August 10, 2018
Arras is one of the great gems of urban northern France, and the capital of the Pas-de-Calais department of France. It is the historic centre of the Artois region, and known for its architecture, culture, and history. The city dates its history to the Gauls.
In the 4th century, Nemetacum (the precursor of Arras) was renowned for its arts and crafts as well as textiles trade throughout the Roman empire. In 428, the Salian Franks led by Clodion le Chevelu took control of the region, and following a truce with the Romans, the town became affiliated with Rome. The city converted to Christianity in the late 4th century. In 499, after the conversion of Clovis I to Catholicism, the Roman Catholic Diocese of was created and given to Saint Vaast, who remains the town’s patron saint.
In 667 the bishop of Cambrai found the Abbey of Saint Vaast, which developed during the Carolingian period into an immensely wealthy Benedictine abbey. The modern town of Arras initially spread around the abbey as a grain market. During the 9th century, both town and abbey suffered from the attacks of the Vikings, who later settled to the west in Normandy. The abbey revived its strength in the 11th century and played an important role in the development of medieval painting, successfully synthesizing the artistic styles of Carolingian, Ottonian and English art.
The town was granted a commercial charter by the French crown in 1180 and became an internationally important location for banking and trade. The wool industry of Arras, established in the 4th century, became of great importance during the Middle Ages. Already in the third century, Romans had lauded about the quality of wool from Tournai and Arras. By the eleventh century Arras was the leading city and trading hub of the wool industry. The town was well known for its production of fine tapestries, leading the English and Italian to adopt the word Arras to refer to tapestries in general.
The patronage of wealthy cloth merchants ensured that the town became an important cultural center, with major figures such as the poet Jean Bodel and the trouvère Adam de la Halle making their homes in Arras. In the 11th century, Arras became an important cultural center, especially for the group of poets who came to be known as trouvères. One particular society of such poets was later called the Puy d’Arras.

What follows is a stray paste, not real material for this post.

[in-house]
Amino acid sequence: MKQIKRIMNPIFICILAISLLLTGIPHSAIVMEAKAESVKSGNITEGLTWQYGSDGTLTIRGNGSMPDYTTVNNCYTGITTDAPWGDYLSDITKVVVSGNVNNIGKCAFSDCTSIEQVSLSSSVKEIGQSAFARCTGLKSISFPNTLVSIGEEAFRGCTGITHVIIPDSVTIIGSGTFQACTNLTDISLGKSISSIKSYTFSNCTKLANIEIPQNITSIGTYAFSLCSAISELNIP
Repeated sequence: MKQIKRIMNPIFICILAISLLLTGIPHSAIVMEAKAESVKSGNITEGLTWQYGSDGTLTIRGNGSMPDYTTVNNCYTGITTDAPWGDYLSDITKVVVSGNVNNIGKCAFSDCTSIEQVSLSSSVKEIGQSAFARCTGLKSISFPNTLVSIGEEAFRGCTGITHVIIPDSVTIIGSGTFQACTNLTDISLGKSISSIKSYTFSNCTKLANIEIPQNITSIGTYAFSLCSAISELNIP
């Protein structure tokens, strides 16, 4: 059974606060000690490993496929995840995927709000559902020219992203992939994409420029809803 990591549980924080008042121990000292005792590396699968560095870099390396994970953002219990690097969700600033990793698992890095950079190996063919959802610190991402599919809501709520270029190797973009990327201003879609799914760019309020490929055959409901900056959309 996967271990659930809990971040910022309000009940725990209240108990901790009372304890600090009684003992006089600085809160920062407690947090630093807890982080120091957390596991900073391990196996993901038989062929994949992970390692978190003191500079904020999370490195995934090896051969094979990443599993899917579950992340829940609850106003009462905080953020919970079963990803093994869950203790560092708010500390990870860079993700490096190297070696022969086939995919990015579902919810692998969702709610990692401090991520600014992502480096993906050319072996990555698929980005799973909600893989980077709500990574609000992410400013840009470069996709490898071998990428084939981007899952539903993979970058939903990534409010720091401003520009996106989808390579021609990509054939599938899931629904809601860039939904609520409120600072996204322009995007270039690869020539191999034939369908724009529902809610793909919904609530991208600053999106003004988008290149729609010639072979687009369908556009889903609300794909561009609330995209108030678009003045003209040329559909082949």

The ownership of the town was repeatedly disputed along with the rest of Artois. During the Middle Ages, possession of Arras passed to a variety of feudal rulers and fiefs, including the County of Flanders, the Duchy of Burgundy, the Spanish branch of the House of Habsburg and the French crown. In 1430, Joan of Arc was imprisoned in the region of Arras. In the late 15th century, Louis XI besieged Arras, a city loyal to the Burgundians, then had the town’s walls razed and its inhabitants replaced by more loyal subjects from other parts of France. In 1482, the Peace of Arras was signed in the town to end a war between Louis XI and Maximilian I of Austria, then was bequeathed to the Spanish Habsburgs as part of the Spanish Netherlands.
Arras remained under Habsburg rule from 1493 until 1640 when it was recaptured by the French. The Spanish ceded it by the peace treaty in 1659 and it has since remained French. The Union of Arras was signed here in January 1579 by the Catholic principalities of the Low Countries that remained loyal to King Philip II of Habsburg, which provoked the declaration of the Union of Utrecht later the same month.
Maximilien de Robespierre, a French lawyer and politician from Arras, was one of the best-known and influential figures of the French Revolution. He was elected fifth deputy of the third estate of Artois to the Estates-General in 1789, and helped draft to Declaration of the Rights of Man and of the Citizen.
The centre of Arras is marked by two large squares, La Grand’ Place and La Place des Héros, also called La Petite Place. The two squares are surrounded by a unique architectural ensemble of 155 Flemish-Baroque-style townhouses, built in the 17th and 18th century, and initially made of wood. The Gothic town hall and its belfry were constructed between 1463 and 1554, the belfry 75 meters high. The Cathedral of Arras was constructed between 1030 and 1396, and was one of the most beautiful Gothic structures in Northern France. It was destroyed during the French Revolution and rebuilt in the 19th century.
The Boves are an underground network of tunnels built 10 metres beneath the city in the 10th century for the purpose of making city inhabitants’ cellars interconnect by means of tunnels. The Art District is renowned for its Italian-style theatre hall built in 1785 and the Hôtel de Guînes. Many of Arras’s most remarkable structures, including the Musée des Beaux-Arts d’Arras and several government buildings, occupy the site of the old Abbey of St. Vaast. The abbey’s church was demolished and rebuilt in fashionable classical style in 1833, and now serves as the town’s cathedral.
(Narrative excerpted from Wikipedia)